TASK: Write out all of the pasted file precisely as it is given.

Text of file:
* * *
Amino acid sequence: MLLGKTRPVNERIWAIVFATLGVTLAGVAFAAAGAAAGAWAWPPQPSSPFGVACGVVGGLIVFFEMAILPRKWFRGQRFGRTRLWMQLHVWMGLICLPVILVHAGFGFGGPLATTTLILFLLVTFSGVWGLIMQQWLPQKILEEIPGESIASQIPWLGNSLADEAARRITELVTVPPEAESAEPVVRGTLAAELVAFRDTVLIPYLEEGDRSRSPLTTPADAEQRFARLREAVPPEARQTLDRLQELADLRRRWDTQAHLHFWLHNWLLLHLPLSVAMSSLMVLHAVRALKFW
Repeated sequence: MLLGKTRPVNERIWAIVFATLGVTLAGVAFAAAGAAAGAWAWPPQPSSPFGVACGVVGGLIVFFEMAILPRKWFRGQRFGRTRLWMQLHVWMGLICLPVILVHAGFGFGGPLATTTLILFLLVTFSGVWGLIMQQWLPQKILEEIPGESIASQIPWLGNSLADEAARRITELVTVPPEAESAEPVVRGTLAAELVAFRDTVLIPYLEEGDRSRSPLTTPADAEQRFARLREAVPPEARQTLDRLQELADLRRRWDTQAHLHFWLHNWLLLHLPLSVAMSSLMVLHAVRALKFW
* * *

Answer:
Amino acid sequence: MLLGKTRPVNERIWAIVFATLGVTLAGVAFAAAGAAAGAWAWPPQPSSPFGVACGVVGGLIVFFEMAILPRKWFRGQRFGRTRLWMQLHVWMGLICLPVILVHAGFGFGGPLATTTLILFLLVTFSGVWGLIMQQWLPQKILEEIPGESIASQIPWLGNSLADEAARRITELVTVPPEAESAEPVVRGTLAAELVAFRDTVLIPYLEEGDRSRSPLTTPADAEQRFARLREAVPPEARQTLDRLQELADLRRRWDTQAHLHFWLHNWLLLHLPLSVAMSSLMVLHAVRALKFW
Repeated sequence: MLLGKTRPVNERIWAIVFATLGVTLAGVAFAAAGAAAGAWAWPPQPSSPFGVACGVVGGLIVFFEMAILPRKWFRGQRFGRTRLWMQLHVWMGLICLPVILVHAGFGFGGPLATTTLILFLLVTFSGVWGLIMQQWLPQKILEEIPGESIASQIPWLGNSLADEAARRITELVTVPPEAESAEPVVRGTLAAELVAFRDTVLIPYLEEGDRSRSPLTTPADAEQRFARLREAVPPEARQTLDRLQELADLRRRWDTQAHLHFWLHNWLLLHLPLSVAMSSLMVLHAVRALKFW